I’ve just started reading Far From the Tree, by Andrew Solomon. My friend, Lisa, who will be a first time grandmother in the next few weeks, handed it over to me because it wasn’t the kind of bedtime story a soon-to-be grandmother should be reading. Solomon’s book is about parents coming to grips with their child’s deafness, dwarfism, gayness, schizophrenia, etc. Lisa said every chapter seemed to have an interview with a mother who said, “all seemed fine . . . until the baby was born.”
Does the apple fall far from the tree? I don’t believe it does. Perhaps it’s my experience in Family Constellation Therapy that tells me that family inheritance is social and subtle, not all genetic. Andrew Solomon is gay, and in the forward to the book, he says something that is quite astonishing to me. He writes that most parents of gays are straight, and sexual identity gets picked up in the exterior environment with which the child comes into contact. Wait, wait! Sexuality, like other character traits, is on a spectrum. Not all men and women are robust representatives of their sexual assignment. Many people who have what we might think of as latent homosexual tendencies, get married and have children. Sex may not be a big part of the relationship, other than feeling a societal duty to procreate. The child, will, however, observe, and draw a sexual identity
So, it’s telling that the author would portray schizophrenia as a brain disease,and pooh pooh the environmental influence almost altogether. He has been indoctrinated in the E. Fuller Torrey approach that is so discredited by activists in the psychiatric rights community. Who did he interview for the schizophrenia chapter? The misery crowd. Mainly elderly parents of middle aged children who appear not to have made any attempt to understand their children in the context of a greater truths. The book description poses the question: “All parenting turns on a crucial question: to what extent parents should accept their children for who they are, and to what extent they should help them become their best selves.” By and large, the parents and families is the schizophrenia chapter appear to have neither accepted nor encouraged.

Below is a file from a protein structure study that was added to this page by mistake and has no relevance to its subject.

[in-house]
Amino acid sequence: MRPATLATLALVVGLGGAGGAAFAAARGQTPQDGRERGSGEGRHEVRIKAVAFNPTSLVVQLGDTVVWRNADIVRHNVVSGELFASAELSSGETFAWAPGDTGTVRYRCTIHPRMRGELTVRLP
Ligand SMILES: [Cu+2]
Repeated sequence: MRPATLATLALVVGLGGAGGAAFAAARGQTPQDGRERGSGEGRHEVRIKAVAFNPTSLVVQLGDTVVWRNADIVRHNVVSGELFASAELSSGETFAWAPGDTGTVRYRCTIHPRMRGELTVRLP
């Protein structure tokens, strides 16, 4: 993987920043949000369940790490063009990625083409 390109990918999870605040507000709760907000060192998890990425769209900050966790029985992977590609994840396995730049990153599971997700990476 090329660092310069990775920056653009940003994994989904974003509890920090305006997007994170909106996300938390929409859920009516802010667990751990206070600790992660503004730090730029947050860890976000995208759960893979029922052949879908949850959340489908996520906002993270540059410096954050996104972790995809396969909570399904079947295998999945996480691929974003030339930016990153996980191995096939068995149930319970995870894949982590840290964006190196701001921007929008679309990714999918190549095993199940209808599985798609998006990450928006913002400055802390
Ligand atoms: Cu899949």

Had these parents shown more empathy and understanding, perhaps these stories would be different. Many tossed out their children to the streets, or group homes. Some chose not to speak to their child for years. (This sounds like how homosexuals were treated in years past, and in many cultures today.) They term their own progeny “crazy” and describe all the awful things their child has done to them. Today, would a parent be so derogatory towards a gay son or daughter? No, in western cultures, at least, there has been a revolution in thought, understanding and acceptance of a deviation from the norm.
Shouldn’t Andrew Solomon, given his identification with being a gay person, have realized the irony of the schizophrenia chapter? His portrayal of schizophrenia as dismal and chronic, just reinforces how strongly lobby groups like the Treatment Advocacy Center and NAMI have influenced the public understanding of mental illness. The misery crowd has blocked the public’s ability to see the common ground between gay rights activists and mental health activists. People with mental health issues, marginalized as crazy by TAC like groups, will not be effective advocates for themselves.
I’m looking forward to rereading the schizophrenia chapter and doing further posts on this subject. The author has some interesting observations that I would like to tease out.